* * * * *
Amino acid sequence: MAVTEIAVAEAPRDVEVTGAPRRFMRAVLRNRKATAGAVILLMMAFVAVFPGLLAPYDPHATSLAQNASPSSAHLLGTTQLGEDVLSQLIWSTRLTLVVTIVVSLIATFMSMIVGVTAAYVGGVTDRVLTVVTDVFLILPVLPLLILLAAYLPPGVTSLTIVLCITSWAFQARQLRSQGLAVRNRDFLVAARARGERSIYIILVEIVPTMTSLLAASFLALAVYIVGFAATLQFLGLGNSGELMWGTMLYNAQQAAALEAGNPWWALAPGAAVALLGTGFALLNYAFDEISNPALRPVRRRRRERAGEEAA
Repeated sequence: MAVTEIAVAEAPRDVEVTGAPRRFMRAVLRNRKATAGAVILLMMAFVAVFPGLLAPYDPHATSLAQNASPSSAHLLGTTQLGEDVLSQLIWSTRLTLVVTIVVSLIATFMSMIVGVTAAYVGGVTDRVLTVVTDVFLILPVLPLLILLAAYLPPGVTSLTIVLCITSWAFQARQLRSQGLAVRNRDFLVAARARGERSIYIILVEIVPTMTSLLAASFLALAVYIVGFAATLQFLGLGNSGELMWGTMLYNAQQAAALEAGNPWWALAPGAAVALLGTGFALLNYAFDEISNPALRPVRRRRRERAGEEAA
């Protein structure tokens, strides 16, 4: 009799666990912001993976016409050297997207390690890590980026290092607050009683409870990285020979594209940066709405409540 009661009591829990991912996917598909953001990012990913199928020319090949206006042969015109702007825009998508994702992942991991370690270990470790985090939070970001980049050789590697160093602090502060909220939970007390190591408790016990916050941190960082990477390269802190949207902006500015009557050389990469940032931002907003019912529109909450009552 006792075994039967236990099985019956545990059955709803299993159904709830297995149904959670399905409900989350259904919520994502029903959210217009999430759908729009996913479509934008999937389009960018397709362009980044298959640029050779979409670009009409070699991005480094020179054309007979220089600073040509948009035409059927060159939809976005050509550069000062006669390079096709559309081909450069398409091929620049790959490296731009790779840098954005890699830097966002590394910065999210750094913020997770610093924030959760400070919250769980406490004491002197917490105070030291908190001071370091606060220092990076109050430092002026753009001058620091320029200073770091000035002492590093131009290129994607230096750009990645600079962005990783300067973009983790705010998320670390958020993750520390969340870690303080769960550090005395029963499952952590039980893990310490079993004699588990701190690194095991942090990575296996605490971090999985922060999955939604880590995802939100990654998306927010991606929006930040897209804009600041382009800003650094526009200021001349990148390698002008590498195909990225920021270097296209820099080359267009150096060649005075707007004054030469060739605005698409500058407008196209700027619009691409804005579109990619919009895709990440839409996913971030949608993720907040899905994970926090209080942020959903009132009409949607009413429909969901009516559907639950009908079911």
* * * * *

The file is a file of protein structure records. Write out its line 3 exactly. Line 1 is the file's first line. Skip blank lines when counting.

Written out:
């Protein structure tokens, strides 16, 4: 009799666990912001993976016409050297997207390690890590980026290092607050009683409870990285020979594209940066709405409540 009661009591829990991912996917598909953001990012990913199928020319090949206006042969015109702007825009998508994702992942991991370690270990470790985090939070970001980049050789590697160093602090502060909220939970007390190591408790016990916050941190960082990477390269802190949207902006500015009557050389990469940032931002907003019912529109909450009552 006792075994039967236990099985019956545990059955709803299993159904709830297995149904959670399905409900989350259904919520994502029903959210217009999430759908729009996913479509934008999937389009960018397709362009980044298959640029050779979409670009009409070699991005480094020179054309007979220089600073040509948009035409059927060159939809976005050509550069000062006669390079096709559309081909450069398409091929620049790959490296731009790779840098954005890699830097966002590394910065999210750094913020997770610093924030959760400070919250769980406490004491002197917490105070030291908190001071370091606060220092990076109050430092002026753009001058620091320029200073770091000035002492590093131009290129994607230096750009990645600079962005990783300067973009983790705010998320670390958020993750520390969340870690303080769960550090005395029963499952952590039980893990310490079993004699588990701190690194095991942090990575296996605490971090999985922060999955939604880590995802939100990654998306927010991606929006930040897209804009600041382009800003650094526009200021001349990148390698002008590498195909990225920021270097296209820099080359267009150096060649005075707007004054030469060739605005698409500058407008196209700027619009691409804005579109990619919009895709990440839409996913971030949608993720907040899905994970926090209080942020959903009132009409949607009413429909969901009516559907639950009908079911």